Journal of Okayama Medical Association
Published by Okayama Medical Association

Full-text articles are available 3 years after publication.


Hayasi, Kanae
Okuyama, Misao
41_153.pdf 12.2 MB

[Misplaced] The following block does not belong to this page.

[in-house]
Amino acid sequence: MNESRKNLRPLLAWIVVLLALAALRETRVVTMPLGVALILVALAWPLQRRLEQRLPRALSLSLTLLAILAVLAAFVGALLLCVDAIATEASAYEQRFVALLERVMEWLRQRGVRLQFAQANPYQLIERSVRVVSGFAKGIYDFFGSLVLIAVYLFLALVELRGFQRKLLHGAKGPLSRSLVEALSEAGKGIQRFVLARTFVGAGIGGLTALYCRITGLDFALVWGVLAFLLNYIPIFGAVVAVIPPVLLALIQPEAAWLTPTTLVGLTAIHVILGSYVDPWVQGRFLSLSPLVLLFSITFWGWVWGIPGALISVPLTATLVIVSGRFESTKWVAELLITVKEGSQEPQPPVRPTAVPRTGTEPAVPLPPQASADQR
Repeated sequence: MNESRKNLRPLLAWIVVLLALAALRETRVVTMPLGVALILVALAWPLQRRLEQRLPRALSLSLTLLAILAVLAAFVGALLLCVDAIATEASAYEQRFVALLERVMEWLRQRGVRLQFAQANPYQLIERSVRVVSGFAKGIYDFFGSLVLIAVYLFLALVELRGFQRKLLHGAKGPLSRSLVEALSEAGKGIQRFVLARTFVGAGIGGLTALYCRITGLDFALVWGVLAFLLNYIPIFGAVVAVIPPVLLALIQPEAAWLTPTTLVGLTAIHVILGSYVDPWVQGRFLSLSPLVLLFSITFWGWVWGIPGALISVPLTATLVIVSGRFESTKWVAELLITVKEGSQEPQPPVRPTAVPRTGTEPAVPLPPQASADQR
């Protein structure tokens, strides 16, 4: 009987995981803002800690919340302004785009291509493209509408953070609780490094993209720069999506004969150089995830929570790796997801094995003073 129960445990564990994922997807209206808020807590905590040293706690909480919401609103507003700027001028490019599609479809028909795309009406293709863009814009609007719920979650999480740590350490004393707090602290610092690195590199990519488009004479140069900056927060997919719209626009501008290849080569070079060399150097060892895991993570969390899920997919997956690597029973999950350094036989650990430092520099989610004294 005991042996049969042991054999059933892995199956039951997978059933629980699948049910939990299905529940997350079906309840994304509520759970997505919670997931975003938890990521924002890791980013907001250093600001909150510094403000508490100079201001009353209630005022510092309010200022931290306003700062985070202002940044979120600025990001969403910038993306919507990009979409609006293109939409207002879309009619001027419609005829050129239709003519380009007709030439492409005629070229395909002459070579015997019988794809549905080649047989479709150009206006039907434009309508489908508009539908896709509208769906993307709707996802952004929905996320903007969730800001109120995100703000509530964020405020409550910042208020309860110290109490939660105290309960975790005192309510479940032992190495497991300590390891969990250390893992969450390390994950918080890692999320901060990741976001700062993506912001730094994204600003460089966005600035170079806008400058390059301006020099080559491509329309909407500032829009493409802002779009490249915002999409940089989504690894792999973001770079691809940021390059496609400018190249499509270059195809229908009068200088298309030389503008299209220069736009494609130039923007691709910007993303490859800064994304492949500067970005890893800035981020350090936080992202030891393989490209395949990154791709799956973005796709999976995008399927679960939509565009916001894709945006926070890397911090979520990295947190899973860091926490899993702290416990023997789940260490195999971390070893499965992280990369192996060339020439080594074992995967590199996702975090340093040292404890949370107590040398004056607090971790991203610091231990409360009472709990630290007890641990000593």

The bioluminescence is especially interesting for physiologists in the sense that the end of the intracellular mechanism of the light producing cells is revealed by the light. Whole energy liberated by the process is represented by the light only, unmixed by other energies e. g. movement or heat. This special fact simplifies the experiment enormously, because the light intensity can be measured accurately and conveniently. Photometries used for these studies were following two, according for the purpose. a) Photographic method comparing either of the intensity grade or the diameter of the dark spot on the negative plate or film. b) Comparison method of the brightness of the light with the aid of the adjustable dark glasses (double frame detached from the Hess' differential pupilloscope). The results obtained on the Japanese firefly (Genzi-hotaru and Heike-hotaru) were summariesed as follows. 1) The light producing organ kept in exsicator could be brought to emitt light again by moisting with water, even after two years. 2) The spectrum of the light of the Japanese firefly extends continuously from the reddish orange (660μμ) to the bluish green (480μμ). 3) The intensity of the light increases by the stimulation of the light producing organ with the faradic current or by the chemicals which affect only muscle but not nerve. This phenomenon does not suggest the excitability of the organ or the presence of the exciting nerve for the organ, but can be explained by the increased supply of air by the contraction of the tracheal muscle. 4) The light extinguishes at temperature 0°--7°C., it reappears again dy warming. At the temperature over 40°C. the light becomes gradually reddish and extinguishes at 48°C-54°C. It does not reappear by cooling. The temperature coefficient for intervals 10°C. of the light intensity is 1.2-1.3. The same for the velocity of decay of light is 1.9-2.1. 5) Oxygen is indispensable to the light production of the light producing substance of firefly, which does not emit light under 1/40 atomospheric pressure of oxygen. The intensity of the light increases propotional to the oxygen pressure in the extent of 1/40 to I atomospheric pressure; over that pressure the light intensity approaches asymptotic to the maximum. Further increase of pressure beyond the maximum, also until 4-5 atomospheric pressure or even to 15 atm. pr. does not show any tendency to decrease the light intensity. 6) The light emission from the minced light producing organ of the firefly is not affected by carbon monoxide. It shows that the oxidizable substance does not combine with CO more forcible than with oxygen as haemoglobin does. 7) The light is given out, when the hot water extract from the light producing organ or the non-luminous part of the firefly or from certain animals like cocoonworm (Kaikono-Mayu) which have no light producing organ, is added to the cold water extract from the light producing organ of the firefly. 8) HCN-gas has no influence upon light production of the light producing organ or the mixture of cold water and hot water extracts from the light producing organ, the oxidation concerned with the light production by the firefly would refer to other than the oxidation connected with iron. 9) The authers measured the CO(2) production from the isolated light producing part and non-luminous part of the firefly with Osterhout's indicater method applied for the CO(2) -gas measurement of nerve fibre by Parker and came to the conclusion that the oxidation reaction does not accompany with CO(2) production, for the light producing part did not give out more CO(2)-gas than the non-luminous part. 10) The decay curve of the light emitted from the mixture of the hot water extract from non-luminous part of the firefly or from the larva of the Dendrolimus pini (Matu-Kemusi) and the cold water extract from the light producing part of the firefly indicates that the luminescent reaction in the firefly belongs to a monomolecular reaction, provided, the light intensity at any instant is assumed to be proportional to reaction velocity at that instant. 11) The velocity of the decay of the light intensity which emits from the mixture of cold and hot extract quickens by the increase of the quantity of the cold water extract of the light producing part of firefly. From this fact it seems that the cold water extract contains an enzymlike substance which hastens the luminescent reaction. On the contrary, when the quantity of the hot water extract from luminous part or non-luminous part of the firefly or from non-luminous animals increases, the light of the mixture decays slowly and lasts longer. This fact is explained by an assumption that the hot water extract lets the photogenic substance active (e. g. it sets the inactive photogenic substance combined with protein free.) and at the same time enzymlike substance becomes correspondingly inactive (e. g. by the adsorption). At the addition of the cold water extract into the cold and hot water mixture, it sometimes brightens the emitted light and sometimes lessons it. This initial flash is accounted for granting that the hot water extract acts at bravest at an optimal concentration which is proved especially in case of that from non-luminous part of the firefly. 12) The extinguished but still active cold water extract emits the light by the addition of alkali instead of the hot water extract. On the contrary, we could not let shine the hot water extract by any means. 13) Potassium bromide or erytrosin inhibits luminescence of the light mixture, but Potassium cyanide does not. 14) The active hot water extract is formed by heat from the firefly or certain non- luminous animals; i.e. by the convertion of the precursor into its efficacious form and by the destruction of material preventing the action of the active substance. Required temparature and time for this purpose is about over 3 min. at 50℃. or 15-16 min. at 100℃.. On the contrary, the active cold water extract loses its power by warming at 42°-43°C. over 3 min. 15) The active hot water extract in solution does not degenerate in half a day, and is efficacious even after a day, but the active cold water extract diminishes in power remarkably in 1-2 hours at room temperature. 16) The active component in the hot water extract passes easily through filterpaper, Chamberand filter and collodium membrane, but the active substance in the cold water extract does not filter through collodium membrane. 17) Charcoal adsorbs the active part both in hot and cold water extracts, but the latter is less adsorbed than the former. 18) Such an efficacious component as that in the active hot or cold water extract can not be extracted by alkohol or ether.